The PKK has battled the Turkish state since 1984, operating from camps in mountains along the Iraqi border. Both the United States and its NATO ally, Turkey, officially label the PKK a terrorist organization.

"When we searched the origin of the weapons that were seized on some of the terrorists, we noticed that these are the [same] ones given to the Iraqi army," Turkish Foreign Minister Abdullah Gul said in a television interview on July 16. "We asked for clarification from the Americans."

Professor Ihsan Bal, a terrorism expert from the International Strategic Research Center in Ankara, says that "terrorists are ending up with American weapons." Like top Turkish government officials, he stopped short of accusing the United States of directly arming the PKK. Instead, he blamed the small-arms proliferation on American negligence and mismanagement.

But, Bal added, with American popularity among Turks at an all-time low, "quite a number of people are ready to believe that America might have directly [given these] weapons to the terrorist organization."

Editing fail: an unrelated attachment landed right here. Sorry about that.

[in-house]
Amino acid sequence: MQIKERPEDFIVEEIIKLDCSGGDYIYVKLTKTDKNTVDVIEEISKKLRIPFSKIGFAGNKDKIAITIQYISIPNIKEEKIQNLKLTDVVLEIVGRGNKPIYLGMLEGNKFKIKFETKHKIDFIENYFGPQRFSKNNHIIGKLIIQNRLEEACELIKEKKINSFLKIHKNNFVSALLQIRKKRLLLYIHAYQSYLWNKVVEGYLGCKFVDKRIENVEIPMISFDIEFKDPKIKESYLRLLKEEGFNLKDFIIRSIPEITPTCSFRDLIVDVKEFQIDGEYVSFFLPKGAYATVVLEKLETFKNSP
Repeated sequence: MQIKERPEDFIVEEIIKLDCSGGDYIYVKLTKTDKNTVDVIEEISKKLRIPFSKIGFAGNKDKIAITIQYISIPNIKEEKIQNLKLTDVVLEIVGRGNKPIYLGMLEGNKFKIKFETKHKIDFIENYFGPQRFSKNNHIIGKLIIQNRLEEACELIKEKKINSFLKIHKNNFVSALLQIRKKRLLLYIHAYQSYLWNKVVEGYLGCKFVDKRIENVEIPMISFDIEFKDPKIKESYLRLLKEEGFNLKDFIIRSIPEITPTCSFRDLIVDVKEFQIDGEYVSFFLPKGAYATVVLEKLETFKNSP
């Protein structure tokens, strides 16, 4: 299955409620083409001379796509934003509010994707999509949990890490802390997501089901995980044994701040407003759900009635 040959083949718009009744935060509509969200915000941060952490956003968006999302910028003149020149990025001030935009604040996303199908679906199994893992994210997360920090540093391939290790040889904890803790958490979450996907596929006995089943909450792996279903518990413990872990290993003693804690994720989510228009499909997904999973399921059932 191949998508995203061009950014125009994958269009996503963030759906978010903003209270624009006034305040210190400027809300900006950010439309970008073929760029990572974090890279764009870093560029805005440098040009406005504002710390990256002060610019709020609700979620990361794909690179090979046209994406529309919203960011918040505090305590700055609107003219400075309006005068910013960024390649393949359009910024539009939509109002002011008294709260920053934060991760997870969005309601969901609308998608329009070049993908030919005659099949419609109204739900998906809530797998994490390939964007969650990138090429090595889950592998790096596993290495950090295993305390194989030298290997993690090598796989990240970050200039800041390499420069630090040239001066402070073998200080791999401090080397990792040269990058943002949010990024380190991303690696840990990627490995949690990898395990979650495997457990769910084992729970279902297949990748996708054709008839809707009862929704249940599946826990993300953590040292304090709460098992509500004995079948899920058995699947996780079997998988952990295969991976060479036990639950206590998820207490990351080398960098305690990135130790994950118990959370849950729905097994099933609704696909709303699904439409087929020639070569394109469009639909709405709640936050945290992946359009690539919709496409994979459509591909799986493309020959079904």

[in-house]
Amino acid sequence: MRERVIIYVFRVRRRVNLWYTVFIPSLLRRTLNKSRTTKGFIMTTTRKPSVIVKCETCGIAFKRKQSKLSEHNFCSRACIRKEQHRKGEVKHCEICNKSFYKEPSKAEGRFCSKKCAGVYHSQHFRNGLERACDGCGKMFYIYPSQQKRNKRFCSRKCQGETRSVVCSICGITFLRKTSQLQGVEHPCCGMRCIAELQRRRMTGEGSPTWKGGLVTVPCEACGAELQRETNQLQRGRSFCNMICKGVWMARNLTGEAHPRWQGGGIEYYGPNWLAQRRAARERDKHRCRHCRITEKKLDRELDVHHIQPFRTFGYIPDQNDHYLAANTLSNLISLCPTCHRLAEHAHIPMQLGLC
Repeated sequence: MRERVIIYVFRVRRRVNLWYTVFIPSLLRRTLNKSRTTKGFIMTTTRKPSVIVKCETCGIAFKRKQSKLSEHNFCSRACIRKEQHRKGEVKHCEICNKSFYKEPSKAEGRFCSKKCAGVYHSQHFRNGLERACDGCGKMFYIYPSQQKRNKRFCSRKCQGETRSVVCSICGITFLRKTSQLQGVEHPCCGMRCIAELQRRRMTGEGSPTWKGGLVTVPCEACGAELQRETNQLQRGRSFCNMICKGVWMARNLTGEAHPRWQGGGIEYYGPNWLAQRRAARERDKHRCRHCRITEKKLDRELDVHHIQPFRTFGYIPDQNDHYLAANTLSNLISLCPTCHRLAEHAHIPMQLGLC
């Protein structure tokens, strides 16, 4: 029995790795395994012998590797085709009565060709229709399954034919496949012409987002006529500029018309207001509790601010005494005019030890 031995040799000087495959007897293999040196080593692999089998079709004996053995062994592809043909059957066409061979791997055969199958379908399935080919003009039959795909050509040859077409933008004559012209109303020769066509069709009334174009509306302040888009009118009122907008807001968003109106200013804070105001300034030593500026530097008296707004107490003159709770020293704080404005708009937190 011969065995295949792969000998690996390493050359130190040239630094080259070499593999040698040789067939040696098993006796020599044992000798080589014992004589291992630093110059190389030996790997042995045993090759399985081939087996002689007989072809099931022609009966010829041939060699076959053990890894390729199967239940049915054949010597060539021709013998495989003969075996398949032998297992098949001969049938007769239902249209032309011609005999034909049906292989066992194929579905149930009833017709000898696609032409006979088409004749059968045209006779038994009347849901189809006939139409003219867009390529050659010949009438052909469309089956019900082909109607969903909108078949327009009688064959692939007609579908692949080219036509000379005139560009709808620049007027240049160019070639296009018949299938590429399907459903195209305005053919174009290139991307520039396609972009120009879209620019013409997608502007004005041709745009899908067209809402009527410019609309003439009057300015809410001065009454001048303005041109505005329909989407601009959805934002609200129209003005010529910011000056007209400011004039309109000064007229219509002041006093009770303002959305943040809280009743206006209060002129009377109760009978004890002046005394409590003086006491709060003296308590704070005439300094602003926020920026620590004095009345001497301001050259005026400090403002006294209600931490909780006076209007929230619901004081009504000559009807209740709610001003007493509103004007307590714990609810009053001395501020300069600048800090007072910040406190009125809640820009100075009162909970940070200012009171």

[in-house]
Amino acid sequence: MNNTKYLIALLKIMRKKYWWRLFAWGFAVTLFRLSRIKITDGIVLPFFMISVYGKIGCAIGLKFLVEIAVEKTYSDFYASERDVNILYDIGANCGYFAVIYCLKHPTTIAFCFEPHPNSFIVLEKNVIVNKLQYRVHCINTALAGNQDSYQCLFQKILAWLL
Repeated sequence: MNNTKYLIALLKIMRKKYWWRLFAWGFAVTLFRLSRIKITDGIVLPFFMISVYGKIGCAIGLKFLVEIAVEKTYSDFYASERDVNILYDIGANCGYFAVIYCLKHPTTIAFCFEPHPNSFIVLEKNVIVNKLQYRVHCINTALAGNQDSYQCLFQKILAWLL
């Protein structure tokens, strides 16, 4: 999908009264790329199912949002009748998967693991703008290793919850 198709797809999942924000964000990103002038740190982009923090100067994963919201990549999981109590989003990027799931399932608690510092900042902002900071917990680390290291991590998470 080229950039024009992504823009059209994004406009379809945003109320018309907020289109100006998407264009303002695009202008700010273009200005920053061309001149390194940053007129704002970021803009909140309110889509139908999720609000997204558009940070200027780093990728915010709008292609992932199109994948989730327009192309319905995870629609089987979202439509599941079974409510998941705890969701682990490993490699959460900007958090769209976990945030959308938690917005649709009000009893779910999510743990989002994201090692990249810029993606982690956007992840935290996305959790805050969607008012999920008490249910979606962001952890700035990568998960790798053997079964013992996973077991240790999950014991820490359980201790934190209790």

"We do not do business with the PKK," responded Pentagon spokesman Geoff Morrell. "We don't talk to them [or] deal with them, let alone arm them as a matter of policy."

Last July, the Department of Defense sent its top lawyer, William J. Haynes, to Ankara to meet with Turkish officials. A Pentagon spokesman said the U.S. government is investigating the Turkish allegation, along with revelations in a recent U.S. Government Accountability Office report that found the Department of Defense cannot account for 190,000 pistols and rifles that were distributed to Iraqi security forces during the first two years of the U.S. occupation.

"There is a very large, wide-ranging investigation underway to try to get to the bottom of a number of issues," Morrell said. More than a month after the investigation was launched, the Pentagon said it is still too soon to confirm or deny the allegations that the PKK is using American-issued weapons from Iraq.

Speaking on condition of anonymity, however, U.S. government officials stationed both in Washington and in the Middle East said it is possible that thousands of weapons given by the United States to the Iraqi army and police have slipped into the black market and into the hands of arms smugglers and terrorists operating in neighboring countries like Turkey.